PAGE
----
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Growing an already strong brand and product portfolio is the daunting task that faces John Deere, says Doug DeVries, John Deere Company's Sr VP of Agricultural Marketing in North America, Australia and Asia. His perspectives on the future challenges and opportunities in agriculture and the critical issue of how to grow in a mature, competitive marketplace are based on more than 30 years as a marketing executive.

DeVries shared some of his thoughts and opinions during a bi-annual meeting of senior leaders and executives from companies in the seed industry, hosted by Purdue University.

Growing a Strong Product Brand
DeVries talked about the challenges of growing the business at John Deere. Agricultural producers strongly consider how investments in capital items contribute to efficiency and the profitability of their operations, rather than simply focusing on horsepower and features. In addition, there might exist a large segment of potential customers who do not know Deere's reputation as well as agricultural producers. This segment includes urban-oriented property owners with only a lifestyle interest in agriculture.

DeVries also suggested that acquisitions and partnerships can be vehicles for growth, but that in their core business, acquisition opportunities remain difficult. It is business partnerships, therefore, that often provide an arrangement for sharing risk and exploiting growth opportunities. He cited a partnership with a seed company to improve yields and reduce variability in production. It is this type of partnership where increasing amounts of services are offered and information is shared that is one of the current focuses of growth at Deere.

Building a Suite of Services and Information
Deere has had a history of providing service in addition to its 'horsepower,' but newer service offerings are becoming more sophisticated. Investments in information technology aid the management of large-scale agricultural operations. Deere is working to develop systems that will bring together information management, risk management, and data collection products.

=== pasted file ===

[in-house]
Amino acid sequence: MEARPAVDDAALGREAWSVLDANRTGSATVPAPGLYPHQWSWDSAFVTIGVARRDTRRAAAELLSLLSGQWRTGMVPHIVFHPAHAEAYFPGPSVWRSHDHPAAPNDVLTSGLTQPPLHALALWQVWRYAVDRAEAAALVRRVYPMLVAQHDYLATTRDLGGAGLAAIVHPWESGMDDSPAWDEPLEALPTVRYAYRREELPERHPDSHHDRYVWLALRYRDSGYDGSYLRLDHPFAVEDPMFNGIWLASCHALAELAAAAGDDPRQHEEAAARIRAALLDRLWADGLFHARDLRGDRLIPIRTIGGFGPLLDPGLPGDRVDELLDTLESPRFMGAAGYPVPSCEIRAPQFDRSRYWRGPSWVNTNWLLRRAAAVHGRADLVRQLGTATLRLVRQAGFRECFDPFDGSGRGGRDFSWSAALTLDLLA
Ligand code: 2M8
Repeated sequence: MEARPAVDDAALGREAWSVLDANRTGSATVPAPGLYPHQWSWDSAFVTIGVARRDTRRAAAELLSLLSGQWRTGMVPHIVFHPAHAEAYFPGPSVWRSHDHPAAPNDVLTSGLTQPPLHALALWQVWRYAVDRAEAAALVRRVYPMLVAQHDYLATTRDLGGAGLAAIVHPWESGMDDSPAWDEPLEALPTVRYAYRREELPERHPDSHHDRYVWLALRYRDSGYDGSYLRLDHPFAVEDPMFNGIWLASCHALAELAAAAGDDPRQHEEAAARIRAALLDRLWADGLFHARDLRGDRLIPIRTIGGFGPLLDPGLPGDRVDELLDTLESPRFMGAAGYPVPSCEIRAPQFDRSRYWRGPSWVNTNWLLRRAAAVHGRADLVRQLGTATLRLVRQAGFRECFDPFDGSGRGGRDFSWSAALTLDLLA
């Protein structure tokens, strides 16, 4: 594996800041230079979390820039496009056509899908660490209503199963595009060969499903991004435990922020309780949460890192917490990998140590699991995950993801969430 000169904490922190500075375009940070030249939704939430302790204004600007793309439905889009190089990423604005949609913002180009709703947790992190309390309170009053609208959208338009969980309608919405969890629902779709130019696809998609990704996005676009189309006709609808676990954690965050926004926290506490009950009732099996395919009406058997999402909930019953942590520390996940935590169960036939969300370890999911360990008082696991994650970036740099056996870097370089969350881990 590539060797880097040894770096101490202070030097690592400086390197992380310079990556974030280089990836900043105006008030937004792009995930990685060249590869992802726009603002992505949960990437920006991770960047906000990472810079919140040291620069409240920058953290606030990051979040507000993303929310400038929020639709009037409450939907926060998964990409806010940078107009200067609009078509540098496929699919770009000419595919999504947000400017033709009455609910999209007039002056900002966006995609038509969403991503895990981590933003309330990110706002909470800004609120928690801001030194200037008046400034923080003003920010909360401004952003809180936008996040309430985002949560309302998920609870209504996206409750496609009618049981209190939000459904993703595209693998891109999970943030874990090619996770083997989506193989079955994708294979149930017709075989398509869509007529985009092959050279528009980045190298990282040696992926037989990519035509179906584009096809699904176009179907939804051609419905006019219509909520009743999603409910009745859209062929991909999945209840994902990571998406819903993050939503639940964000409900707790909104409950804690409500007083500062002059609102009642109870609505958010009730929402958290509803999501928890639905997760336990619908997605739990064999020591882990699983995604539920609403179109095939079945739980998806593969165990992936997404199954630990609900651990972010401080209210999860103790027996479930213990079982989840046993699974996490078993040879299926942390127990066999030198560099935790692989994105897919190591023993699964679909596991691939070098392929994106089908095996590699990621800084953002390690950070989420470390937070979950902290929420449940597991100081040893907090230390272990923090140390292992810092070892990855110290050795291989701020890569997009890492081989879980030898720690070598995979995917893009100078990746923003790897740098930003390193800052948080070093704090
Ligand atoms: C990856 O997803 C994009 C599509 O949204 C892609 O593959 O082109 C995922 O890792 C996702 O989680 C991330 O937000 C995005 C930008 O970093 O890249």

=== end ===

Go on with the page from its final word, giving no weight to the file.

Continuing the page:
DeVries expressed caution that the fit of these products isn't always obvious. Cooperating firms must have access to the correct capabilities to leverage their strengths.

For example, Deere's expertise in production practices allows them to be able to offer crop insurance and risk management tools through John Deere Risk Protection. Working with an insurance provider partner, Deere can select agents and adjusters that will be familiar with producers' operations and the unique risks in agriculture.

John Deere Intelligent Mobile Equipment Technologies is another example of a suite of products that leverages Deere's production expertise. This collection of guidance systems and tools can improve the yields of crops while minimizing costs of inputs by reducing waste.

Deere is aware of the high value placed on information and works carefully to ensure that customers' data are well guarded and used. Deere's philosophy is that customers own their own data. Deere uses that data only when their expertise can transform the data into valuable information that will inform the farmer's decision making process. DeVries emphasized that information will only become more valuable in the future, due to the increased demand for traceability of foods and commodities.

Implications to Marketers
There are three broad implications of DeVries' comments for marketers. First, marketers might want to emphasize that not only must the products and services of cooperative ventures be compatible, but so too must be the images reflected in the cooperating brands. With a 169-year old reputation to uphold, Deere is appropriately cautious in co-branding products and services with less-well-established brands.

Marketers must also build services that are aligned with their product offerings. A company like Deere with a superior reputation for product quality will certainly want to be sure its service offerings are also of a higher standard. Managing these service offerings will pose challenges different than managing physical product lines.

Finally, marketers need to be more sophisticated in messages that build awareness of new services offering information solutions. In the past, advertisements could use a colorful photo of a large tractor to communicate a "thousand words." It is unlikely that a photo of a computer spreadsheet will have the same impact.

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